Tasmanian scallop pies have to be one of the best pies around. Whenever I’m in Hobart I can’t walk past the Harbour Lights Café without calling in for a pie. Even back here in Gerogery West I can visualise peeling back the paper bag to reveal a piping hot square of pastry and the contents within… steaming molluscs from the ocean beds of the east coast of Tasmania.
Did the scallop pie originate in Tasmania? We will never know. But what we do know is that the pie is also a favourite of the Irish. The scallops aren’t always encased in pastry either. They are sometimes served like a shepherd’s pie where potato is used as the topping.
With Saint Patricks Day fast approaching, I thought it would be a good idea to include a recipe of the Irish Scallop Pie. Washed down with a pint of Dublin Guinness (or two to be sure, to be sure) I can think of nothing better.
Scallop Pies Irish Style
- 8 large scallops
- 300ml milk
- salt & pepper
- butter or margarine
- 250g mushrooms, sliced
- medium sweet white wine or sherry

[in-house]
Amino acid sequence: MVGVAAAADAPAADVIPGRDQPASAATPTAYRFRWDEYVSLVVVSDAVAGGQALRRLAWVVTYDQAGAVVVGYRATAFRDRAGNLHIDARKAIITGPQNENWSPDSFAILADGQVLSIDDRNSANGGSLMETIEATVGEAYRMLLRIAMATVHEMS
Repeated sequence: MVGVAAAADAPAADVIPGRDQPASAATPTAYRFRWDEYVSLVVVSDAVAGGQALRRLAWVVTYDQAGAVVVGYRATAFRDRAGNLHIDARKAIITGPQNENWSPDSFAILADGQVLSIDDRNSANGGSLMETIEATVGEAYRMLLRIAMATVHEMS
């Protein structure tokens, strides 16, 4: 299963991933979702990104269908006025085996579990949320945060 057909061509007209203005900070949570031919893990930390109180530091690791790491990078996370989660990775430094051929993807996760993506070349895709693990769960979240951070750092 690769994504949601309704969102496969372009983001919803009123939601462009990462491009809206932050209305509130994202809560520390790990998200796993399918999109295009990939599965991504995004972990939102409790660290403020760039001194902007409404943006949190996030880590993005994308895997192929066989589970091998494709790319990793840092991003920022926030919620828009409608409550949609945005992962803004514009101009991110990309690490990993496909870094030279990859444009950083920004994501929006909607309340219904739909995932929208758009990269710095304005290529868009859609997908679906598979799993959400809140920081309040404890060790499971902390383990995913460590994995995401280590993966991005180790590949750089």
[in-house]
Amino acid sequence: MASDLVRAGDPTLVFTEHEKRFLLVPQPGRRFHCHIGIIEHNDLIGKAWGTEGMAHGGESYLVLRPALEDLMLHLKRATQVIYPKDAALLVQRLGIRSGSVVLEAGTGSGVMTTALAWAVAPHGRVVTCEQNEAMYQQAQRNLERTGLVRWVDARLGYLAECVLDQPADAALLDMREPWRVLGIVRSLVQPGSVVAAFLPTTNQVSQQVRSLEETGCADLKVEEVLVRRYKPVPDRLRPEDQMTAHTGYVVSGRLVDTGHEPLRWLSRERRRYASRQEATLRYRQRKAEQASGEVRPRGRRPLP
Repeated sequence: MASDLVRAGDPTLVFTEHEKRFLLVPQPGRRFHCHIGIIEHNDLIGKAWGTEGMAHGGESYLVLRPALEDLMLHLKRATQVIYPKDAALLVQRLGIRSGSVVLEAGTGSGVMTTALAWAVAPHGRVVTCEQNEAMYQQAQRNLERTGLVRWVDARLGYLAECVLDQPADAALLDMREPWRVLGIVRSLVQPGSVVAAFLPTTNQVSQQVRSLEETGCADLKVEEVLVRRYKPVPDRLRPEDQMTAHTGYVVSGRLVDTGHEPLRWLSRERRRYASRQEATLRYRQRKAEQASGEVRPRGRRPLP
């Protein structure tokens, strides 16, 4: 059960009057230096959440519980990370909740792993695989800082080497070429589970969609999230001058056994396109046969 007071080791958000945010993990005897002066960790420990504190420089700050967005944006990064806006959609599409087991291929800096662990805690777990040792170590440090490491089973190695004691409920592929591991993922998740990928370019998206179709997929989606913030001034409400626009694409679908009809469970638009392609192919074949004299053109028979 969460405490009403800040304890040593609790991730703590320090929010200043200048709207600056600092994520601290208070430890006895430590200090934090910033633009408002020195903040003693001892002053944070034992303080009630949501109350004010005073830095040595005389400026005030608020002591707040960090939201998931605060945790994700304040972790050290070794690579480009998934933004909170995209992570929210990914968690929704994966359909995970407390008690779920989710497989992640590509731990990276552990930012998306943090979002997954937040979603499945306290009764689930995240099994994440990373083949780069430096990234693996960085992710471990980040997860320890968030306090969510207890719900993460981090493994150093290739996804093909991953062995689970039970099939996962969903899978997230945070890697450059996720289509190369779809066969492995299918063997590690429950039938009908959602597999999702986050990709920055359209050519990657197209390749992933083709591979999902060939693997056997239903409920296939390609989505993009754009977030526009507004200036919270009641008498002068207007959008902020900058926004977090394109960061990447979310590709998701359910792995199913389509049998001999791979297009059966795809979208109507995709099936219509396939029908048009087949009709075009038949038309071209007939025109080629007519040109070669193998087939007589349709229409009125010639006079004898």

- 500g mashed potatoes (pre-prepared)
Cut scallops in half and simmer in milk for 15 minutes. Strain and save liquid. Heat a knob of butter and stir in a tablespoon of flour. Stir for 1 minute. Gradually add saved milk, stirring to avoid lumps. Season with salt and pepper. Add sliced mushrooms and simmer for 10 minutes. Add half a cup of sweet wine or sherry and the scallops.
Once hot, transfer into an ovenproof dish. Cover the contents with the mashed potato ensuring that the edges are sealed. Prick with a fork. Dot butter over the surface and bake at 175C in a pre-heated oven for 20–30 minutes or until the top is turning brown.
Guinness With Scallop Pies?
Allow to cool slightly before serving with a freshly poured pint of Dublin Guinness. If you’re not much of a cook, I would recommend you order some Tasmanian scallop pies from the Ross General Store (Bakery & Tea Rooms). Failing that, just buy the Guinness but make sure it’s from Dublin and not the sweet version that’s brewed under licence here in Oz.
Roger spends all his holidays in Tasmania, then writes about the experience for Think Tasmania. If you’d like Roger to visit you in the name of research (so we can publish information about your business), please contact us.
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